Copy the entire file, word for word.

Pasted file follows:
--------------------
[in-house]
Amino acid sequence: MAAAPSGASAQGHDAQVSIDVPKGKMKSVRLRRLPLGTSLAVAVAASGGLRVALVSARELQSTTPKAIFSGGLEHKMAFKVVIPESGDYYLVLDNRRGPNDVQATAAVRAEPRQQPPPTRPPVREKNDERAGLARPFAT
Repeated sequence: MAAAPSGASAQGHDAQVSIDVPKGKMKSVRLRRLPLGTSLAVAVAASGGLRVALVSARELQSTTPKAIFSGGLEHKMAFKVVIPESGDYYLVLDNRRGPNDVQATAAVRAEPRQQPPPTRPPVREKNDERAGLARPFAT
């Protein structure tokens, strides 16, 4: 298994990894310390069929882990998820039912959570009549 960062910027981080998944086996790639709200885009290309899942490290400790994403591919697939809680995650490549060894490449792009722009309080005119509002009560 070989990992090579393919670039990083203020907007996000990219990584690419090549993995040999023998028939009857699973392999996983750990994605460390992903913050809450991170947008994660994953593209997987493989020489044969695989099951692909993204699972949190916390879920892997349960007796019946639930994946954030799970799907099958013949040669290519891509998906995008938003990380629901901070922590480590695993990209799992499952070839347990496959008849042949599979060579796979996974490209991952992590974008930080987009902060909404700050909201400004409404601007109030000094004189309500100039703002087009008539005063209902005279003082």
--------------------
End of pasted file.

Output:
[in-house]
Amino acid sequence: MAAAPSGASAQGHDAQVSIDVPKGKMKSVRLRRLPLGTSLAVAVAASGGLRVALVSARELQSTTPKAIFSGGLEHKMAFKVVIPESGDYYLVLDNRRGPNDVQATAAVRAEPRQQPPPTRPPVREKNDERAGLARPFAT
Repeated sequence: MAAAPSGASAQGHDAQVSIDVPKGKMKSVRLRRLPLGTSLAVAVAASGGLRVALVSARELQSTTPKAIFSGGLEHKMAFKVVIPESGDYYLVLDNRRGPNDVQATAAVRAEPRQQPPPTRPPVREKNDERAGLARPFAT
């Protein structure tokens, strides 16, 4: 298994990894310390069929882990998820039912959570009549 960062910027981080998944086996790639709200885009290309899942490290400790994403591919697939809680995650490549060894490449792009722009309080005119509002009560 070989990992090579393919670039990083203020907007996000990219990584690419090549993995040999023998028939009857699973392999996983750990994605460390992903913050809450991170947008994660994953593209997987493989020489044969695989099951692909993204699972949190916390879920892997349960007796019946639930994946954030799970799907099958013949040669290519891509998906995008938003990380629901901070922590480590695993990209799992499952070839347990496959008849042949599979060579796979996974490209991952992590974008930080987009902060909404700050909201400004409404601007109030000094004189309500100039703002087009008539005063209902005279003082």